Anyone who sincerely advances this argument has such a low degree of self knowledge that it boggles my mind.

    There was an economist who wrote a lengthy article on the subject last year or so where he claimed that he would cut back if his taxes go up. I would love to interview him a year or so after the next time his taxes go up an appreciable amount.

  11. Jonathan, thanks for taking up my argument. This may be overkill, but my view is that for most of us (those of us who aren't Silas Marner-types), money is merely instrumental to some other good. Unfortunately, for many of the world's citizens, that "other good" is "eating tonight". But we're talking about the lucky few rich here.

    More money provides many benefits not related to simple aquisitiveness or those I listed above; one of these is stature, i.e. in many professions, the one who makes the most money has the most stature. So $17 M/yr Jeter has a certain profile that $5 M/yr Jeter lacks; arguably that profile would translate into ABs and other opportunities.

    In closing, and keeping in mind that Limbaugh has enough money accumulated to earn ~$50 M/yr from his investments, imagine a world where his radio gig, with all of its pleasant externalities, was only able to pay him $1/year, while he could get a job as garbage collector in Palookaville, earning $50 M/year. Which job would he do? Do his accumulated assets affect your answer?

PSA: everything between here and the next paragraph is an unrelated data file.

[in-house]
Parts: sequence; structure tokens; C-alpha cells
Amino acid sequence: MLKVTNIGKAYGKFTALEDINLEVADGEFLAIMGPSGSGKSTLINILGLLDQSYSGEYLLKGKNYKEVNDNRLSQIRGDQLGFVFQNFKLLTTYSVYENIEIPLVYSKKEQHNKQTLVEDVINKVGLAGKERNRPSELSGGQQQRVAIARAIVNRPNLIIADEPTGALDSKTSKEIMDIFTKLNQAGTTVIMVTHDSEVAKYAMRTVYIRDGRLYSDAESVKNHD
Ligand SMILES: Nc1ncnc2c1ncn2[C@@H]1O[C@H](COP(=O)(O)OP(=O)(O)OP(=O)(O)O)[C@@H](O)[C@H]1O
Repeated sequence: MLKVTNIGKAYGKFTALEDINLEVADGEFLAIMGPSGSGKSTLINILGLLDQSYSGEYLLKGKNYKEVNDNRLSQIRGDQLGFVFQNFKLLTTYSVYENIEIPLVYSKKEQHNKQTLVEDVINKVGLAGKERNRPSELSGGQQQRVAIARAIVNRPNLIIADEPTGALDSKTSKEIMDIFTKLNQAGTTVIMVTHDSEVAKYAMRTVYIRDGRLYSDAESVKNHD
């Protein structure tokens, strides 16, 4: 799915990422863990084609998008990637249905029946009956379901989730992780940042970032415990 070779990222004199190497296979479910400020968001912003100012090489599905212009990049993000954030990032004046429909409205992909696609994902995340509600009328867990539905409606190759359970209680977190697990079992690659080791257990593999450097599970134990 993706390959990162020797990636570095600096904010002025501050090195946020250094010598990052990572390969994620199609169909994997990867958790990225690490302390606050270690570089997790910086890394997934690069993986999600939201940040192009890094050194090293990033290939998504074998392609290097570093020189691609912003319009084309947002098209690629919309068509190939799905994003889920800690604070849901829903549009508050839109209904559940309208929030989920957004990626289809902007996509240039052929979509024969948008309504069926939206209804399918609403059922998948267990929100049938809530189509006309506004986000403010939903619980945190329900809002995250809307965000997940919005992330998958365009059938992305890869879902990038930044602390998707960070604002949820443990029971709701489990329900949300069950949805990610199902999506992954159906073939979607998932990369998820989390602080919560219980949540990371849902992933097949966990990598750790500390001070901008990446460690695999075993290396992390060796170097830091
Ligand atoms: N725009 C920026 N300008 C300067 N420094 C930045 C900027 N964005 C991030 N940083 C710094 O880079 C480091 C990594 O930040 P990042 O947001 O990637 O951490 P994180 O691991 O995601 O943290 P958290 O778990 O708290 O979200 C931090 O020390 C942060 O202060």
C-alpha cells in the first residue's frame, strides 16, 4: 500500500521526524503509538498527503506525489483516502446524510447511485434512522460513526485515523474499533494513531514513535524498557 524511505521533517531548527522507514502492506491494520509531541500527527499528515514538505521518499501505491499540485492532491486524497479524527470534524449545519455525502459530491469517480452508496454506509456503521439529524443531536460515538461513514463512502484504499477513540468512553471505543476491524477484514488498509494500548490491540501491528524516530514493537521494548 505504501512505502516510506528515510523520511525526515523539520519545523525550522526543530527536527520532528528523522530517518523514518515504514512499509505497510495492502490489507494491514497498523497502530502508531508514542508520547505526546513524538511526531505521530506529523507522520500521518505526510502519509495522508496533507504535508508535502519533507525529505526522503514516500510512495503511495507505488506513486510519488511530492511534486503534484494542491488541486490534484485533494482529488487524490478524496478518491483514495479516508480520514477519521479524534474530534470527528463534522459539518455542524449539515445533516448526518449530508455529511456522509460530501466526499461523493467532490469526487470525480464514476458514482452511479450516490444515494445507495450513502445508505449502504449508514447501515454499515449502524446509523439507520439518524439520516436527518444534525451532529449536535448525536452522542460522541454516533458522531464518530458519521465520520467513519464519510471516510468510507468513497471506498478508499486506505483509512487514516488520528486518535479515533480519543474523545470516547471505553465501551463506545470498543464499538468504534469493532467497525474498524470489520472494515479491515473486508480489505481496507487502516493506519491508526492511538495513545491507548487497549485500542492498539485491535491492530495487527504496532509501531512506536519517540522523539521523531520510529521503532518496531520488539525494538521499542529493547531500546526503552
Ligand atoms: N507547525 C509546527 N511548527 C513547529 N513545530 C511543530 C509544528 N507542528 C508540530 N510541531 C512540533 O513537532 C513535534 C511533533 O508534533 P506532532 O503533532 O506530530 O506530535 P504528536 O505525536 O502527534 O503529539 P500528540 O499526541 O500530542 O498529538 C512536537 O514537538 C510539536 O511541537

And now that I think about it, you're probably right about O'Reilly not caring about tax rate in deciding to work. Perhaps not because he is acquisitive, but rather because his demographic would suggest he's probably saved enough to make working unnecessary, so the marginal financial impact to him of a higher tax rate is zero. After all these years, and all those high salaries, and all that presumed saving, O'Reilly almost certainly isn't in it for this year's money anymore.

  12. Jeff King, arguably. He retired at age 34 when he wasn't a great player but a passable one. Joe Posnanski says that he retired the day he became eligible for his pension.

    It's also relevant that Joe Posnanski says that Jeff King really didn't enjoy playing baseball. Anyway, your larger point stands.

  13. You're right on the larger point, but Jeremy Bonderman is still only 28 and could surely make many teams' rotations, if he were willing to play for less money than he used to make.

    I bet there are multiple psychological biases at work here: people keep working even after they have "enough" money, but people won't work for much less money even if they're otherwise willing to keep working. Even if the pay cut is from $12.5 million to some mere seven-digit number.